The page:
Owner: Fondation Liedts-Meesen
Architecture & Interior design: Didier Fiúza Faustino
Furnishings: custom-made based on designs by Didier Fiúza Faustino
Photo credits: Felipe Ribon
Though an overall first impression inevitably evokes retro-futuristic memories and calls to mind cinematic images related to the Space Age, XYZ Lounge pursues the concept of a “fantasy future”, turning it into an atemporal space that’s open to various interpretations. Because for French-Portoguese architect Didier Fiúza Faustino the ambiguity of time also nurtures unexpected spacial scenarios in which relationships are conditioned by construction materials and by their meanings.
The commission came from Zebrastraat, the cultural centre of Ghent, located on the ground floor of a large oval-shaped complex conceived at the start of the 20th century by Belgian architect Charles Van Rysselberghe. Faustino’s project covered an area measuring 360 square meters, in which he designed the main bar; the smaller, adjacent one; side rooms equipped for projections, cocktail hours, and DJ sets; and mezzanines connected by a spiral staircase in which meeting areas and a terrace were developed. An environment dedicated to encounters and social festivities that favours physical trajectories and proximity, stressing an authorial intentionality aimed at weaving together architecture, bodies, and identities in an effort to, in this case, get away from cultural, social, and gender stereotypes. And though the name could be seen as a ‘non-name’, acknowledging all of the generations (X, Y, and Z), it nevertheless represents an ageless space devoted to neutrality. The dominant colours are complicit: ‘gender-free’ blush-pink launched by the Millennials and now capable of transversally seducing today’s creative world; and olive green, a military shade that sheds is gender-based connotations to evoke nature rather than war.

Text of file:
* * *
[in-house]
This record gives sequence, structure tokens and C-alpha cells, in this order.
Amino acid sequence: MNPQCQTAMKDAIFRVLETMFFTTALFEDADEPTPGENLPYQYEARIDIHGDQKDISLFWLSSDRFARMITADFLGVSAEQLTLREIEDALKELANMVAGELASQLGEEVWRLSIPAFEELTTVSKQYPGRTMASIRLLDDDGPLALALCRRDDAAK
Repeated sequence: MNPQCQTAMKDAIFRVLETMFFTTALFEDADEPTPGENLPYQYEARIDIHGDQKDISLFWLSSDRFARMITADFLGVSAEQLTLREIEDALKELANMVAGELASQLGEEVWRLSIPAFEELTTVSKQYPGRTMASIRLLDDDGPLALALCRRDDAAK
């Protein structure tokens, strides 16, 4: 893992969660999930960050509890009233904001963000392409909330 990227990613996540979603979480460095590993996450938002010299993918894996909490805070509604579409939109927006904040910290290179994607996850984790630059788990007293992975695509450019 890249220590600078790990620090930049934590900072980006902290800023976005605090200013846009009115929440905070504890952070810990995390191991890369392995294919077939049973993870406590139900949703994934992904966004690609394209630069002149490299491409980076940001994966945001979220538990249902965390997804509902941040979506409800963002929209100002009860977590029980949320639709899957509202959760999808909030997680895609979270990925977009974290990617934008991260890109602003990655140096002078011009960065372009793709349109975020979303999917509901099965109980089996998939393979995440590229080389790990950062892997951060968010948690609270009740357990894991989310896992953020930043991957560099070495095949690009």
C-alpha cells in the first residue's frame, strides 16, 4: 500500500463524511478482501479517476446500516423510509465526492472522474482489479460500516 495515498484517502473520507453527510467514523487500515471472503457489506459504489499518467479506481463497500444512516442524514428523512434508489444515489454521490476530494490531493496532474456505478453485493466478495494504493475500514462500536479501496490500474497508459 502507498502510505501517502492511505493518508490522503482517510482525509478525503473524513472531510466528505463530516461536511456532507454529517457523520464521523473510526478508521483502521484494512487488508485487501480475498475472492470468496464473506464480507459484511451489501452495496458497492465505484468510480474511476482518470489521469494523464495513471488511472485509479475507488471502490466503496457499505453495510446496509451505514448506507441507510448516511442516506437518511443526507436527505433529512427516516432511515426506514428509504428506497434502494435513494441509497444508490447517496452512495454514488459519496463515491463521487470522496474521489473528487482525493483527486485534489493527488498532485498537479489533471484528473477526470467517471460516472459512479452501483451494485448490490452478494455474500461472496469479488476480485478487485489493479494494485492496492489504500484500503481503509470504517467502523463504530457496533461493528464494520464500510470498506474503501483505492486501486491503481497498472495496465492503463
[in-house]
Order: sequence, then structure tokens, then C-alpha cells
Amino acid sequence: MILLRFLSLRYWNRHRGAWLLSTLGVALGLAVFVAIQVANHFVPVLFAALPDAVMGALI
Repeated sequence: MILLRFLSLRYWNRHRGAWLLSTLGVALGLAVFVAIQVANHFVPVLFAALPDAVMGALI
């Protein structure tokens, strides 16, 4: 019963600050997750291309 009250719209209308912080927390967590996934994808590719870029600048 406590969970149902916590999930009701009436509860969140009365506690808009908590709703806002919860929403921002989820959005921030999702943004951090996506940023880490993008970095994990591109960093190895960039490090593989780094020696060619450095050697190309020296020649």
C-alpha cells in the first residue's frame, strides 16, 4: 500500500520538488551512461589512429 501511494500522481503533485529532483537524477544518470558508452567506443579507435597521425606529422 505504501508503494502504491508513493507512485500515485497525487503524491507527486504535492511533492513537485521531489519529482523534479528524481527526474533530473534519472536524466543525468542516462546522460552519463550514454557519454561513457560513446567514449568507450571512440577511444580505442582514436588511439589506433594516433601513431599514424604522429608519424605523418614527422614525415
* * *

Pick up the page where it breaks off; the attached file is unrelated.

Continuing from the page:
Upon entering one has the sense of walking down the central nave of a cathedral in which the graphic positioning of the stucco moulding and of the pink Carrara marble panels on the walls emphasise the vanishing point, drawing your gaze upward to the elevated sculpture/installation by artist Panamarenko, a ‘grounded’ aviator, prior to Faustino’s project, with one of his unlikely aircrafts. Laterally the height is reduced, but the application of open, very thin (pink) beams on significant portions of the ceiling and walls, permits light to enter. The furnishings were custom made and include pieces in pink marble, like the Y-shaped counters, the islands, and the suspended lighting fixtures; and sound absorbent panels in the same green as the tables and stools with painted tubular structures, common also to the army of Delete Yourself chairs which, intentionally anonymous and of questionable comfort, force the body into a social, almost performative and communal, act.